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Toyota to increase Highlander output, including hybrid and exports, in Indiana

Toyota will increase production of the Highlander mid-size SUV in late 2013 at the company’s Princeton, Ind. plant. Hybrid and export versions will be included. The project is expected to create approximately 400 new jobs at Toyota Motor Manufacturing Indiana, Inc. (TMMI).

The company will invest about $400 million to support global demand for the Highlander, which will no longer be built in Japan by late 2013. Toyota builds Highlander in China for that market only. Annual Highlander production volume is expected to increase by approximately 50,000 units at TMMI.

Highlander is currently sold in Russia and Australia, and TMMI will export to those countries.

TMMI currently employs 4,800 and builds the Highlander, Sequoia full-size SUV and Sienna minivan.

Comments

HarveyD

Highlanders are no longer built in Japan because there is no local market for that type of vehicle. Japanese are a full decade ahead of North Americans with regards to what is really needed to transport people around. It seems that they do not have to drive over sized gas guzzlers to impress the neighbors or show them that they are prosperous.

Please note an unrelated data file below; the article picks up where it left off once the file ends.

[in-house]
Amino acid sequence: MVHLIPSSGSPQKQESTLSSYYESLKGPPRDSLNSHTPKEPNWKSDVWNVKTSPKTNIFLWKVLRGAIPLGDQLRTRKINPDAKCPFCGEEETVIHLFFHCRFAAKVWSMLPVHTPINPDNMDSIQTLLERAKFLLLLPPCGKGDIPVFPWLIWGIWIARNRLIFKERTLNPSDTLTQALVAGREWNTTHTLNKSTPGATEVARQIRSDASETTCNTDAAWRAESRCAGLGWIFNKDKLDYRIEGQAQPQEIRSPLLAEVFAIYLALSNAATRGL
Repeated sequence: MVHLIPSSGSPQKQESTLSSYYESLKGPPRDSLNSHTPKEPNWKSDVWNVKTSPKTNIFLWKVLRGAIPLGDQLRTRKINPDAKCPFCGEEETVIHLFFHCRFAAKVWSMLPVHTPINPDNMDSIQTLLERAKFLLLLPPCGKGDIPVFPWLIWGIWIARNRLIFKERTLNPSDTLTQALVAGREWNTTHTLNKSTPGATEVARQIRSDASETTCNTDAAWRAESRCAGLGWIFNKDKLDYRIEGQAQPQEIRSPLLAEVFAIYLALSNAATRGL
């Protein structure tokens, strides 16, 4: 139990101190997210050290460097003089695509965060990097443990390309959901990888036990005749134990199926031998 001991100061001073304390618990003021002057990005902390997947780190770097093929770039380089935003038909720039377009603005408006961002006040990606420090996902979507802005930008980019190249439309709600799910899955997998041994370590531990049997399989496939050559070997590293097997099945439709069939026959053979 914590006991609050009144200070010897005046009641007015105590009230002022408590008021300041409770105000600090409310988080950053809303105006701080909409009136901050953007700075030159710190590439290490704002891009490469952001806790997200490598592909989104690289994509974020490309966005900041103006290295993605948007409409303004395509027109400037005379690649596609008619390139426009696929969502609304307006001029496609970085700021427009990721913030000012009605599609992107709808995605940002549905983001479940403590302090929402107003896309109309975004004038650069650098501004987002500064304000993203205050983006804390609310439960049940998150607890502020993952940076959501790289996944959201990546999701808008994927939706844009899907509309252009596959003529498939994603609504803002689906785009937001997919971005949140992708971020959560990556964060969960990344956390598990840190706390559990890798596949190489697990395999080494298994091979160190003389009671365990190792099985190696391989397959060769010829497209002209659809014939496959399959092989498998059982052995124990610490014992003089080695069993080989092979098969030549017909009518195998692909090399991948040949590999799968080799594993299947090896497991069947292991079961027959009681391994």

Our 40+% obese drivers may also have something to do with our reluctance to change.

Kelly

Harvey, here are some selections from Toyota's current offerings in Japan:

http://toyota.jp/harrier/index.html?ptopid=men

http://toyota.jp/harrierhybrid/index.html?ptopid=men

http://toyota.jp/fjcruiser/index.html?ptopid=men

http://toyota.jp/landcruiser/index.html?ptopid=men

http://toyota.jp/landcruiserprado/index.html?ptopid=men

SJC

Harvey, enough with the obese obsession, get help.

HarveyD

SJC...it potentially may be a much bigger 'free industry made' problem than our gas guzzlers, tobacco and other drug addictions, but the majority will not admit it, because it is a personal issue involving freedom of choice etc. Secondly, it is a fast growing national problem affecting almost 40% of the USA/Canada population. If the current trend continues, over 50% of us may have major weight problem within 30 years or so. Our direct health care cost will reach 20+% of GNP and the many other indirect cost will eventually be as high. Our productive and well being life span will be much shorter etc.

A nation with 50% over weight population will not be competitive on the world market place and will progressively propel itself into the have not nations group.

By the way, USA has the highest percentage of over weight people and the highest per capita (with 17% of GNP) health care cost, i.e twice as high as Japan and many other industrial nations. Imagine what 8.5% of GNP could do to improve roads, bridges, schools, etc?

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